Asia Pacific stocks were mixed Thursday morning, as investors digested the U.S. Federal Reserve’s continued commitment to its supportive policy.
Japan’s Nikkei 225 fell 0.42% by 10:31 PM ET (2:31 AM GMT). Balance of payments data released earlier in the day was positive, with the adjusted current acount at JPY1.79 trillion and February’s current account n.s.a at JPY2.917 trillion.
South Korea’s KOSPI inched up 0.07%, with voters giving conservatives Se-hoon Oh and Hyung-jun Park resounding victories in Wednesday’s Seoul and Busan mayoral elections. The results put pressure on President Jae-in Moon’s Democratic Party ahead of presidential elections in 2022.
In Australia, the ASX 200 jumped 1.05% and Hong Kong’s Hang Seng Index rose 1%.
China’s Shanghai Composite inched down 0.10% and the Shenzhen Component was down 0.40% ahead of the Consumer Price and Producer Price indexes’ release on Friday.
The Fed was Unimaous on the need to see more progress on the “highly uncertain” path to recovery ahead of scaling back its massive bond-buying program, according to the minutes from its meeting released on Wednesday.
The minutes also downplayed the risk of inflation from the recent surge in Treasury yields, instead maintaining that the surge reflects stronger growth prospects. Investors have scaled back their most aggressive positioning for interest rates to start rising by the end of 2022 in response.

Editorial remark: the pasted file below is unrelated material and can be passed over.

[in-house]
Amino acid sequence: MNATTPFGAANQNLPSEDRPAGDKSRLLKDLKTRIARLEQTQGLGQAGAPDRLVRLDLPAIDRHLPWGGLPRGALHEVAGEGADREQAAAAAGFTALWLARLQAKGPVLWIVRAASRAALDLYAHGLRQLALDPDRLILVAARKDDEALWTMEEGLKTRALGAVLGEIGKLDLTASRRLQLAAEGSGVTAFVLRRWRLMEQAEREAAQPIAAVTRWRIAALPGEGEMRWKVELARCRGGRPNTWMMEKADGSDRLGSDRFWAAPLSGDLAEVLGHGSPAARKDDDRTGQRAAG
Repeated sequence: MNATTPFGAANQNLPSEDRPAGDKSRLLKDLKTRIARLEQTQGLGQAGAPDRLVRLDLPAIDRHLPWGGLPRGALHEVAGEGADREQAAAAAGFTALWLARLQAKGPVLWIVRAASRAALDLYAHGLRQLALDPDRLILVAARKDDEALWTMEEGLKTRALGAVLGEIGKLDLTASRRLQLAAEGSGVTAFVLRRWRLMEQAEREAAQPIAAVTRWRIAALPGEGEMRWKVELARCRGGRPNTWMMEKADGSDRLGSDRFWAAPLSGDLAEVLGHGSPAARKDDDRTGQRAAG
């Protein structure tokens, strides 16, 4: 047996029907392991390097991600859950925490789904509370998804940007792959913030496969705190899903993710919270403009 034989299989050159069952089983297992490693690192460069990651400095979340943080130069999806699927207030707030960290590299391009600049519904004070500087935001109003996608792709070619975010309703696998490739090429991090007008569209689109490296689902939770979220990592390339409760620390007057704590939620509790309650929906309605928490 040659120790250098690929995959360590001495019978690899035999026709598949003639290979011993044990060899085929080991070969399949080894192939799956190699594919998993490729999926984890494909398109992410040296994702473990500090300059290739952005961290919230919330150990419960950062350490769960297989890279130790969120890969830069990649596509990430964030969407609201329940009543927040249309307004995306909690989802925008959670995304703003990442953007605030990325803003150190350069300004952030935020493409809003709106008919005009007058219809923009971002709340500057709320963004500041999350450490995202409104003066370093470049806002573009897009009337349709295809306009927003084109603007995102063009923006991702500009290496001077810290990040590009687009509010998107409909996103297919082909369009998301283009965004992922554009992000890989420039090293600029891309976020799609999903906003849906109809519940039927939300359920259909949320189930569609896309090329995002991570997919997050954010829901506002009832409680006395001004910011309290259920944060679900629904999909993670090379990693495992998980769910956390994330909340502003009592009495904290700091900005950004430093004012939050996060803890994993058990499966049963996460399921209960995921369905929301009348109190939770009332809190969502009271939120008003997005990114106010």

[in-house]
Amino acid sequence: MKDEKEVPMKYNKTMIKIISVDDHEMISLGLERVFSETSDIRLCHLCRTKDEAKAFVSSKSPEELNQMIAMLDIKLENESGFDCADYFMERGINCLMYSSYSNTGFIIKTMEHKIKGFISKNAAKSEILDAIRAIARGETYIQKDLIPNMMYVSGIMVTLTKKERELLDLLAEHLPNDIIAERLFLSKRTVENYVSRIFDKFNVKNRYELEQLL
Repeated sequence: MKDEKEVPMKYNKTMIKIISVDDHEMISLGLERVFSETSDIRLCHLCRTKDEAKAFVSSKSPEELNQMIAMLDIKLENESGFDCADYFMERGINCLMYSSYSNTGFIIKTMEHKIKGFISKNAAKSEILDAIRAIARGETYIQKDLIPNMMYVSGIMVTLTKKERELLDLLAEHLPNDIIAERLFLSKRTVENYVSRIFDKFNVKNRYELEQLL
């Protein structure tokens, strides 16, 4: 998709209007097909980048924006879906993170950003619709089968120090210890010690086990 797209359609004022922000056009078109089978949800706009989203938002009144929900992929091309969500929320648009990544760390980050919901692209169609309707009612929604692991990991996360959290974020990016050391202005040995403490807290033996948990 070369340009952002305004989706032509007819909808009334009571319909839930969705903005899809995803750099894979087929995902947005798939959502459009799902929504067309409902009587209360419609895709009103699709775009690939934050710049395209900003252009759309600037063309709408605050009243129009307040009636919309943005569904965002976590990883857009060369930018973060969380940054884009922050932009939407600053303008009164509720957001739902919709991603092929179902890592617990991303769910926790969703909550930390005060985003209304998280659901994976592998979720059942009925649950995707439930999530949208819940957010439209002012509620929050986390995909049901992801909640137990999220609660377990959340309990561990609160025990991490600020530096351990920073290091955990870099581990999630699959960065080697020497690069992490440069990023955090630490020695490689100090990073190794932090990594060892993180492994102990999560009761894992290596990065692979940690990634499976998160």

“The rate side is still somewhat front-and-center, and probably the biggest risk to what is going on with equity valuations… clearly, there’s been a repricing of inflation expectations higher this year, and at times, the stock market has struggled with it,” Penn Mutual Asset Management chief investment officer Mark Heppenstall told Bloomberg.
Yields steadied on Thursday, with the yield on the benchmark 10-year note remaining below a 14-month high of 1.776% hit on Mar. 30.
“We’ve already seen long-term 10-year rates jump up and with the Fed telling us they are not going to move so interest rates could stay at the lows that they are until maybe 2022 when they step in,” Cornerstone Wealth Group managing partner Jeff Carbone told Reuters.
Treasury Secretary Janet Yellen also unveiled details of a plan that is estimated to bring back about $2 trillion in corporate profits into the U.S. tax net. The profits are likely to fund U.S. spending initiatives, in turn reducing reliance on further borrowing that could drive rates higher.
Mainland Chinese stocks were up by the early morning. The Shanghai Composite was down by 0.08% to 3,482.33. Hong Kong’s Hang Seng Index was up about 1.53% to 29,016.62.
Japan’s benchmark Nikkei average Nikkei 225 is trading down 0.07 percent at 29,730.97 on Thursday, while the broader TOPIX 100 fell 1.49 per cent to 1,260.47. South Korea’s Kospi was up by 0.19% to 3,143.00.